Sunday, 16 October 2016
In another lifetime I wandered around Edinburgh looking for photographs. Having been brought up there for around twenty or so years I discovered on the occasions I returned that there was nothing to photograph. This is because you do not see what is all around you when you live there, it is just there! You learn about the history at school to some degree but what is in front of the nose is more important especially when in the teen years. The 'Castle,' the 'Royal Mile,' the 'Palace of Holyrood house' all these existed but were just there. The same thing happened to me when spending a night in Bath, the town not the tub. A great deal of Bath is built in similar style to Georgian Edinburgh that I did not 'see' it, it was just there! It therefore surprised me one day to realise that Edinburgh is full of photo opportunities. Suddenly one day I noted the architecture was different from London, the sky bluer, at least one day a month when the clouds part to let it shine,and history was and is all around!
The 'Merkat Cross' pictured at the top is historical. In days of yore, when Scotland was as it should be independent, civic announcements were read out by the 'Herald' of the 'Lord Lyon King of Arms.' These were announcements concerning laws passed by the Scots Parliament situated on the further side of St Giles Kirk from the Merkat Cross itself. Today Parliamentary Elections are still announced by the Herald from this Merkat Cross. Proclamations, edicts, burnings and punishments were also carried out at the cross. In 1565 Sir James Tarbet was tied to the cross and pelted with eggs for saying the Mass which had been banned several years before. Murderers, rebels and outlaws were hanged, some after being broken before hand at the cross. Life for the criminal was not very kind in those days.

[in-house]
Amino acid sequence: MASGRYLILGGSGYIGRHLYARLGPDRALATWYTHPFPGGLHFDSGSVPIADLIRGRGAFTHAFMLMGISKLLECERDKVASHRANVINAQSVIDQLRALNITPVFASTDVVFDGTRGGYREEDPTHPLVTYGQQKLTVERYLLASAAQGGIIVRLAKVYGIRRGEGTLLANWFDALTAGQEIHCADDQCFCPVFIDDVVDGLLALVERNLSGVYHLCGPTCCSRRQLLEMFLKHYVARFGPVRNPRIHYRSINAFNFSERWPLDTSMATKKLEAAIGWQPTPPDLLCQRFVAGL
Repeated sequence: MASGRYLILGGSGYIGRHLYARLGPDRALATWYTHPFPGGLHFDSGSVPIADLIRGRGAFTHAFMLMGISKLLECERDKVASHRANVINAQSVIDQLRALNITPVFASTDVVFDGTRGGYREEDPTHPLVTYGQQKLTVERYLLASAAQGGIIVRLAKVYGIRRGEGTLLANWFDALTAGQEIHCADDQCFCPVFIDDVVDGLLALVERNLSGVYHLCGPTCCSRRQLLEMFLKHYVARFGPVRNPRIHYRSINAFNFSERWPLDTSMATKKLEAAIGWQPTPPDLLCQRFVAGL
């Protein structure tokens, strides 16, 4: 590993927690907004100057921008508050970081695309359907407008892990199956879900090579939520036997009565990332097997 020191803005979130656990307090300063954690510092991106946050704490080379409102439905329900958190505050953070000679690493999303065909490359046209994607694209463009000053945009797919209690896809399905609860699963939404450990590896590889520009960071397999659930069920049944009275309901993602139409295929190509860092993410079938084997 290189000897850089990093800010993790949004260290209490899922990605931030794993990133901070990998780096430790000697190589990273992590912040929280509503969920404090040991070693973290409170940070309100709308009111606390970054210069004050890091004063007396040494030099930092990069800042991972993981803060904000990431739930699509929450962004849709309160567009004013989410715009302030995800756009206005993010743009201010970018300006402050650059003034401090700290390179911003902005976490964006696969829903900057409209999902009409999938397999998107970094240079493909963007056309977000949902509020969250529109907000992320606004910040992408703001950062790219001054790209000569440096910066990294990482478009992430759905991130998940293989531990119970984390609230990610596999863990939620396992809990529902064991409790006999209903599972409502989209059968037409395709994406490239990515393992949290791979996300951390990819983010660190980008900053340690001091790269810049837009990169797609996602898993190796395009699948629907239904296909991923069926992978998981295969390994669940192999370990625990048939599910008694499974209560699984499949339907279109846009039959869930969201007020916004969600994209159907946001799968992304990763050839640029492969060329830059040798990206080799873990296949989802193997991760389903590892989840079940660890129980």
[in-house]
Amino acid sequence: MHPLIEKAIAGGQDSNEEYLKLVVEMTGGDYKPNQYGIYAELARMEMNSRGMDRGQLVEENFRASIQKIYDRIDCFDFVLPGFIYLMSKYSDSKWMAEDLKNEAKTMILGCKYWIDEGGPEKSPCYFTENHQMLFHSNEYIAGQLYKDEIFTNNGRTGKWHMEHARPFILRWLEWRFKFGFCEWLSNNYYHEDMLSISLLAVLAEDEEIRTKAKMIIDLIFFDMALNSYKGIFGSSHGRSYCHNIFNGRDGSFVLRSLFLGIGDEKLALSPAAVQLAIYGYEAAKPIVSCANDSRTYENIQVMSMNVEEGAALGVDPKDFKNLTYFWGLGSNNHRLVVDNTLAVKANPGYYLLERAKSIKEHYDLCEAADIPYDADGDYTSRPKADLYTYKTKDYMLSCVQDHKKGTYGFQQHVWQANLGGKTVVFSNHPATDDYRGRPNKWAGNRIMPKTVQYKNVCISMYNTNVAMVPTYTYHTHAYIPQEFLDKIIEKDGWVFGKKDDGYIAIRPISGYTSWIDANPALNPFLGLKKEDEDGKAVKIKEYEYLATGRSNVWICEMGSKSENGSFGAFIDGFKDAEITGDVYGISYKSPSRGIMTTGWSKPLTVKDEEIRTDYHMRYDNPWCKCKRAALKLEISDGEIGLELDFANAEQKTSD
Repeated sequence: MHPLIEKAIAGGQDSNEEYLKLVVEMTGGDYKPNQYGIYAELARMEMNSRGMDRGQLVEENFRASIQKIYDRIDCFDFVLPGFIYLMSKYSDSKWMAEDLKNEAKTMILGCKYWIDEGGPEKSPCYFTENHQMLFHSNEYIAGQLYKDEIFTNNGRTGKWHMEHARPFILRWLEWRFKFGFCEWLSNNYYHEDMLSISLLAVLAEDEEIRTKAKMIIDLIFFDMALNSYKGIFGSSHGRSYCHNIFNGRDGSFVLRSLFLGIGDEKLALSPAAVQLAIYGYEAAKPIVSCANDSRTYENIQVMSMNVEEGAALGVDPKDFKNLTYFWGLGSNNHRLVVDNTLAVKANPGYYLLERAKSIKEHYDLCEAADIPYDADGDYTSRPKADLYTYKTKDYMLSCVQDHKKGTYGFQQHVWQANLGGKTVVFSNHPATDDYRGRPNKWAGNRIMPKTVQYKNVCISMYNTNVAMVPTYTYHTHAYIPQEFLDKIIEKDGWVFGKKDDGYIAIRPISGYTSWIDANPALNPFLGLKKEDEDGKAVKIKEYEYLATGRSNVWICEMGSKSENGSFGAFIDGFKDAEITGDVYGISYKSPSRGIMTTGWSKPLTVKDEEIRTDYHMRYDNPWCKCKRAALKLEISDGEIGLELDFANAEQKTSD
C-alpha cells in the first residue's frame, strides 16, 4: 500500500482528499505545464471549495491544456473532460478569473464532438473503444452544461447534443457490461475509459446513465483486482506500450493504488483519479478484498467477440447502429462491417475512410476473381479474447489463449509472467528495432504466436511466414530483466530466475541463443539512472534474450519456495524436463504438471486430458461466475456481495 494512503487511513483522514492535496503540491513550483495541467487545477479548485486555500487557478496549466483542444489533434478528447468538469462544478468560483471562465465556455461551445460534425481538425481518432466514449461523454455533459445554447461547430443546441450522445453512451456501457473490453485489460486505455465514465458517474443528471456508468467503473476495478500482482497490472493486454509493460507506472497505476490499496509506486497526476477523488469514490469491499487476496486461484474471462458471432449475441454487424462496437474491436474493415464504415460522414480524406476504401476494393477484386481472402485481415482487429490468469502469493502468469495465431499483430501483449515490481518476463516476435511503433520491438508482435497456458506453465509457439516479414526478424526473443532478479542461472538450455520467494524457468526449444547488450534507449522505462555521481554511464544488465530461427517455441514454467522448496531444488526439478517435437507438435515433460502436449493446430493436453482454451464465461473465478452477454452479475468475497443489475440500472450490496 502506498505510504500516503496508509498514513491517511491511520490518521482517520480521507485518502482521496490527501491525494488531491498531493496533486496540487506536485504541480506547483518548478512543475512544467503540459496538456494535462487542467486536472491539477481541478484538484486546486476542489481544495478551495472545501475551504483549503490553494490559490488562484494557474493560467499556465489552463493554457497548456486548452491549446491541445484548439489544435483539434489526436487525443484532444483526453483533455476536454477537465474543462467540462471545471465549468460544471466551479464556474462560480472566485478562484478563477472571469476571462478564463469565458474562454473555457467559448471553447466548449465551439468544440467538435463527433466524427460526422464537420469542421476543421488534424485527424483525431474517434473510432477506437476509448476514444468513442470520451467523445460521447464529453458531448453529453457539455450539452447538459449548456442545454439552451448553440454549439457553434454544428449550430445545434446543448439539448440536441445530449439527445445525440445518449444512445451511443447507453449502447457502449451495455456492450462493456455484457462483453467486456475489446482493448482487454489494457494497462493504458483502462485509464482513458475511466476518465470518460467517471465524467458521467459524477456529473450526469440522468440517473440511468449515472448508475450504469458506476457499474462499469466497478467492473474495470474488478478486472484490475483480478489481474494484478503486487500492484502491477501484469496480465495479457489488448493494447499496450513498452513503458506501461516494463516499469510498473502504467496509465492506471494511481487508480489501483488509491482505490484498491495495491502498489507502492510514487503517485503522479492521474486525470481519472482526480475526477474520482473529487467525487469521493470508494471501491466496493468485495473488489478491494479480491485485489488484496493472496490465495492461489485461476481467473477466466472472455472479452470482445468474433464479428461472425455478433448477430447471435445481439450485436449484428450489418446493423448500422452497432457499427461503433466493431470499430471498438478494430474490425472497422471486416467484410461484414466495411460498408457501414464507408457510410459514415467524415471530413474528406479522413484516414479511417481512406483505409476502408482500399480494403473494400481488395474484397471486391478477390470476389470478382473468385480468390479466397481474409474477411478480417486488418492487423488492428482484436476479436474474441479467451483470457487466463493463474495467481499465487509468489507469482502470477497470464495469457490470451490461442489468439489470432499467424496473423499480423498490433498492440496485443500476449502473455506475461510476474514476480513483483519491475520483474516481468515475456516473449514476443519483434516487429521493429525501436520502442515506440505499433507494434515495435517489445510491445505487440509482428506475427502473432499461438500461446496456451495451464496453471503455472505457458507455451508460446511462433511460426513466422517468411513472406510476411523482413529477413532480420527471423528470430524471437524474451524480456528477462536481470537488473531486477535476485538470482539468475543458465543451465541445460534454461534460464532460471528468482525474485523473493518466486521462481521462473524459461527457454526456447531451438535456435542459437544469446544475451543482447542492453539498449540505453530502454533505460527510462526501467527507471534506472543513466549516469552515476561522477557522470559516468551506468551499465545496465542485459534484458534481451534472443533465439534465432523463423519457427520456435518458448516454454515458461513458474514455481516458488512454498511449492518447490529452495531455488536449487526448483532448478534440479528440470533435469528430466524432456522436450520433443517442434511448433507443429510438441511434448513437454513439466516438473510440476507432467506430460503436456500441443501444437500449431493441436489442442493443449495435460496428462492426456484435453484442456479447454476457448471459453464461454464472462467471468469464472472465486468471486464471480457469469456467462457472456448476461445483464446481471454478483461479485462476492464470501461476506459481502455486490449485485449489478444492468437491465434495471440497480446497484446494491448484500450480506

This Cross is a Victorian version of the original. That is thought to have originated in the late 1300's and stood out in the main thoroughfare, later it was moved to the side and in 1760's it was demolished. I suspect Sir Walter Scott while not responsible for the Cross was a guide and an encourager for those who wish to keep Scotland's history alive.
The 'Lord Lyon King of Arms' still today has an important job ensuring standards regarding er, standards are kept up. Recently several Scottish football clubs were informed that portions of their badges and crests infringed the law and were taking advice from the Lord Lyon regarding their legitimate appearance. He is not a man to be fooled with!
The drain seen at the side of the Close is also interesting, it would have in times past been very interesting as it would have flowed with excrement chucked out of the windows above. As I recall the emptying of pots was done at night, the cry of 'Gardyloo' being uttered as a warning to those slushing about in the Close below. As the closes on both sides of the High Street slope downwards the refuse would run away but not always taking everything with it. The rich lived high above leaving the stench to those down below. It is no wonder Scotland is more egalitarian than England and now wonder also we developed so many leading medical personnel!
It is not possible for anyone in this world not to have heard about Greyfriars Bobby, the dog who slept on his masters grave in the churchyard after he died. So therefore I will not mention this but I can say I have been in the pub behind a couple of times, very much a student pub in the 70's, I suspect it remains so still.